‘Forgive me Lord, for I pray in paragraphs’

I think it is Peter Wimsey who somewhere apologises for the fact that he speaks in paragraphs; his thoughts are so ordered, he seems to suggest, his mind so clear, that whole chunks of connected logic fall from his mouth when he opens it; he realises that this might be irritating to those less blessed with intellectual clarity, and so he says sorry. It struck me with force last week during a church leaders’ meeting that I pray in paragraphs. Not because my relationship with God is so ordered, but because I have become professional about praying, at least in public; I wish that were not so. One of our pastors introduced an issue that was on his heart, asked us to pray; it was something I cared about deeply in the life of our church, and I began; I managed a...

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iPray: reviewing prayer apps for iOS

For anyone who ever travels, though, a daily office is a really natural thing to look for on your smartphone; I’ve tried quite a number of prayer apps – I think all the ones currently available for iOS, at least – and have come to some views on what’s good, what’s bad, and what someone really ought to do better soon. Here are some app reviews…

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Reflections on Spring Harvest 2012

We’re recently back from Spring Harvest in Skegness, where I worked with Norman Ivison of Fresh Expressions each morning, and had my usual mixed set of lectures and seminars in the afternoons – this year discussing ecclesiology (SH’s theme this year), women and men in leadership, using social media, and dealing with divorce. I was also, for the first time, on the Event Leadership Team – a role which involved ‘early morning’ (7.45, but in SH terms…) prayer meetings, which turned out to be really good times, as wonderful stories were shared of what had happened around the site the previous day. The event was excellent; Ness Wilson, pastor of Open Heaven Church in Loughborough, gave the morning Bible readings and was, by...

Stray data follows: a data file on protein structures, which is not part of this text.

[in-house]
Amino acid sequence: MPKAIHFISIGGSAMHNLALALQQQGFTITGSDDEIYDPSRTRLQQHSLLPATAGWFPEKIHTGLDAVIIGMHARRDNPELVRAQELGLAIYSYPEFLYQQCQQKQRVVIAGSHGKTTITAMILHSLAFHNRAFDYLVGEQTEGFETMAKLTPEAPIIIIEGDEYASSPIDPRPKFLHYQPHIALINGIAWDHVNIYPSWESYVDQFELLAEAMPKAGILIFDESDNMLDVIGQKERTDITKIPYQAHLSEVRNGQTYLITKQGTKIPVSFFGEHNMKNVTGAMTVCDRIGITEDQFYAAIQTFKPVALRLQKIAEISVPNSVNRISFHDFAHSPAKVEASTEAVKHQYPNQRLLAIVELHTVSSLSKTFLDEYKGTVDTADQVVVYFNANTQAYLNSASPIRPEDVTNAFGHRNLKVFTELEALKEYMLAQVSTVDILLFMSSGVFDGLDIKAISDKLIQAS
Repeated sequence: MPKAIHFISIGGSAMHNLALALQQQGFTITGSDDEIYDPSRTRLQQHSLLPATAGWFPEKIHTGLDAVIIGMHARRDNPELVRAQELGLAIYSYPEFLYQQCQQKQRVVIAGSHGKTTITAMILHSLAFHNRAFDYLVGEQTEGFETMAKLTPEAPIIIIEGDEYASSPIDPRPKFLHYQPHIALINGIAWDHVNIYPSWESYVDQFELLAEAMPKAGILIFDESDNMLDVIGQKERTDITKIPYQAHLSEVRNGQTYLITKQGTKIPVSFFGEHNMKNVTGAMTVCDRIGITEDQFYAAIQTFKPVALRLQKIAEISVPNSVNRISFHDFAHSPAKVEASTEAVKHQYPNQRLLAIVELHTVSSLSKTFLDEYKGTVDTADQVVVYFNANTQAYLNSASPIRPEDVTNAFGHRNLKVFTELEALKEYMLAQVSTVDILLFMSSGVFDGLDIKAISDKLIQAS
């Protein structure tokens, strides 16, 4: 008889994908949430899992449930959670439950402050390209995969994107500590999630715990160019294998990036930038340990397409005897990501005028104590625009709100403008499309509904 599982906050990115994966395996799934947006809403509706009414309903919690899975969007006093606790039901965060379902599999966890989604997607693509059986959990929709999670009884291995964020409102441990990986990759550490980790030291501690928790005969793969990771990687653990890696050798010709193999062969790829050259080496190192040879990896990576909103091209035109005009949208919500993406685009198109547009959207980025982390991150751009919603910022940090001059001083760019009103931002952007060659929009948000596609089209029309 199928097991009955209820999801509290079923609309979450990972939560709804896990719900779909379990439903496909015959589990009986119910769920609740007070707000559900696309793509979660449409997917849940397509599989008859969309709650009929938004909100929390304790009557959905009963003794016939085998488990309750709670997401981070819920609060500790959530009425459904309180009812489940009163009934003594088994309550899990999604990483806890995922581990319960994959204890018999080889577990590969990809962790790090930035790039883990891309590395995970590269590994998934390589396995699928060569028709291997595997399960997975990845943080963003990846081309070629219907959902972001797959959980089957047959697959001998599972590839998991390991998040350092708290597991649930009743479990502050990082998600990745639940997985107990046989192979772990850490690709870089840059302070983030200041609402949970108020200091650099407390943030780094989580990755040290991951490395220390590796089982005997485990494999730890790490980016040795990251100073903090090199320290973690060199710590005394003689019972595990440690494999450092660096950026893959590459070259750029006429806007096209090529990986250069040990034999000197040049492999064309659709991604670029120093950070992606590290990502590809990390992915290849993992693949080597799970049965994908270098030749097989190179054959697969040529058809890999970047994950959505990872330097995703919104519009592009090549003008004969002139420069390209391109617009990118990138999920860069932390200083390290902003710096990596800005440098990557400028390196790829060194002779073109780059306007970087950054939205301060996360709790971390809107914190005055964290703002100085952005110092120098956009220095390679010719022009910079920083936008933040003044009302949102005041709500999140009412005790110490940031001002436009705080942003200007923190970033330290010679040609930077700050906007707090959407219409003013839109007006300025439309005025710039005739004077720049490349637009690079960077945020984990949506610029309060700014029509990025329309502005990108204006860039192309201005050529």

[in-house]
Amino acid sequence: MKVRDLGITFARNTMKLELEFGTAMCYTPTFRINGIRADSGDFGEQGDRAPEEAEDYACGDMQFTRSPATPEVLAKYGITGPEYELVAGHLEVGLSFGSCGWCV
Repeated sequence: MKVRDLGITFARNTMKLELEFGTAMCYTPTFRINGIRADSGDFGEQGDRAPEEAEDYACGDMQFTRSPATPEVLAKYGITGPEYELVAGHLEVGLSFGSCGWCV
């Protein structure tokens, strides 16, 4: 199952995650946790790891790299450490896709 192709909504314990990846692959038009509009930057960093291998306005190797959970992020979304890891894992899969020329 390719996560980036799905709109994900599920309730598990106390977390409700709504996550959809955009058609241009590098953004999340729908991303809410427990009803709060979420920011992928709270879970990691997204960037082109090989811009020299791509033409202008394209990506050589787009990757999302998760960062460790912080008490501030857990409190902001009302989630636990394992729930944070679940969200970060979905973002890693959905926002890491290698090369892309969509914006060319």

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The spirituality of doctrine?

Renovaré, the organisation founded by Richard Foster (Celebration of Discipline, et al.), have recently published a book entitled 25 Books Every Christian Should Read: A Guide to the Definitive Spiritual Classics. The list can be seen here (you’ll need to scroll down a little). I’ve read most of them, and at least some of almost all of them (as it happens, the only one I’ve never opened is Nouwen’s Return of the Prodigal Son; I know it’s wonderful; there’s even a copy in the house, as Heather’s homegroup worked through it a few years back; other things just keep getting in the way). The title is, I take it, deliberately provocative; such lists always generate argument, and an argument that leads to people being exposed to...

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The objectivity of theology

This post passed largely unremarked for some while, then Shiva added a comment suggesting that if the claim that theology was necessarily built on a discipline of prayer, and submissive to exegesis, it was ‘not very objective’. This struck me as interesting enough to warrant some reflection, not least because it captures something that is a persistent worry for most of us who study theology in a university, a worry that expresses itself in two distinct directions. On the one hand, we worry that, because of its nature, theology is not a ‘proper’ university subject – not adequately wissenschaftlich. On the other, we worry that we compromise something of the true nature of theology if we conform to broader standards of what it is to be...

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